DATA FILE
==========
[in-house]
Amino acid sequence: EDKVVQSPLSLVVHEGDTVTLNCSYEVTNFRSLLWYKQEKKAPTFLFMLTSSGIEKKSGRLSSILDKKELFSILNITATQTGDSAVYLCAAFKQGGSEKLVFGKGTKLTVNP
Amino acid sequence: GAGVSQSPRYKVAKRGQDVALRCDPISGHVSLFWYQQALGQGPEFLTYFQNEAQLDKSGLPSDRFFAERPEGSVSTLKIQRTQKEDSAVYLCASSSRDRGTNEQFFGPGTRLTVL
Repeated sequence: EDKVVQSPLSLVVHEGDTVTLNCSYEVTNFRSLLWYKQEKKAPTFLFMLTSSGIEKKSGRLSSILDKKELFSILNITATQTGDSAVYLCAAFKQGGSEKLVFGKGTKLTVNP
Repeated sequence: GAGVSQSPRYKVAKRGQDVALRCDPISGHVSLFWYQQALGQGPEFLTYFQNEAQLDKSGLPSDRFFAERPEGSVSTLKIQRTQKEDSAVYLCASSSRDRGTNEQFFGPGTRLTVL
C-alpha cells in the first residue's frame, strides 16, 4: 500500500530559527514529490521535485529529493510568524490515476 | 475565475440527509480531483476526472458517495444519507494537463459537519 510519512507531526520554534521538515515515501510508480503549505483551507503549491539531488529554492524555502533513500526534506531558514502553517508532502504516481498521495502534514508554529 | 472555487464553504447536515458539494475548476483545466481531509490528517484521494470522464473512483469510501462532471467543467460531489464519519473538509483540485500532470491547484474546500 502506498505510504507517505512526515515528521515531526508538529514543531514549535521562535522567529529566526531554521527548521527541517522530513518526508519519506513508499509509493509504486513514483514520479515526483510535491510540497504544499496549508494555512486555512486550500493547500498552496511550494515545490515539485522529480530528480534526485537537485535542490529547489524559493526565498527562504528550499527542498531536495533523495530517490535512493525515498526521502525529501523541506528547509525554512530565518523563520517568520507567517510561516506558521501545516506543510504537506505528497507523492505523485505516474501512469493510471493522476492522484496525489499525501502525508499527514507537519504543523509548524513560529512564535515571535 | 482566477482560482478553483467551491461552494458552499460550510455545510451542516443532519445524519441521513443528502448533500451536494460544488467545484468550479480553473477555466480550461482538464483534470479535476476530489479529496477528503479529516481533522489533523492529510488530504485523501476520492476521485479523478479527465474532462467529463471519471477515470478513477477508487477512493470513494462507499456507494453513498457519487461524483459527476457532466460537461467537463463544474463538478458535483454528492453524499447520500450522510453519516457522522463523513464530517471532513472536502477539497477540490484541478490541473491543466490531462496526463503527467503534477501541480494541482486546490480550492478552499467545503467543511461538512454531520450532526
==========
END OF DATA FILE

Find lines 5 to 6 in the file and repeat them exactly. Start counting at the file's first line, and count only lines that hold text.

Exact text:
Repeated sequence: GAGVSQSPRYKVAKRGQDVALRCDPISGHVSLFWYQQALGQGPEFLTYFQNEAQLDKSGLPSDRFFAERPEGSVSTLKIQRTQKEDSAVYLCASSSRDRGTNEQFFGPGTRLTVL
C-alpha cells in the first residue's frame, strides 16, 4: 500500500530559527514529490521535485529529493510568524490515476 | 475565475440527509480531483476526472458517495444519507494537463459537519 510519512507531526520554534521538515515515501510508480503549505483551507503549491539531488529554492524555502533513500526534506531558514502553517508532502504516481498521495502534514508554529 | 472555487464553504447536515458539494475548476483545466481531509490528517484521494470522464473512483469510501462532471467543467460531489464519519473538509483540485500532470491547484474546500 502506498505510504507517505512526515515528521515531526508538529514543531514549535521562535522567529529566526531554521527548521527541517522530513518526508519519506513508499509509493509504486513514483514520479515526483510535491510540497504544499496549508494555512486555512486550500493547500498552496511550494515545490515539485522529480530528480534526485537537485535542490529547489524559493526565498527562504528550499527542498531536495533523495530517490535512493525515498526521502525529501523541506528547509525554512530565518523563520517568520507567517510561516506558521501545516506543510504537506505528497507523492505523485505516474501512469493510471493522476492522484496525489499525501502525508499527514507537519504543523509548524513560529512564535515571535 | 482566477482560482478553483467551491461552494458552499460550510455545510451542516443532519445524519441521513443528502448533500451536494460544488467545484468550479480553473477555466480550461482538464483534470479535476476530489479529496477528503479529516481533522489533523492529510488530504485523501476520492476521485479523478479527465474532462467529463471519471477515470478513477477508487477512493470513494462507499456507494453513498457519487461524483459527476457532466460537461467537463463544474463538478458535483454528492453524499447520500450522510453519516457522522463523513464530517471532513472536502477539497477540490484541478490541473491543466490531462496526463503527467503534477501541480494541482486546490480550492478552499467545503467543511461538512454531520450532526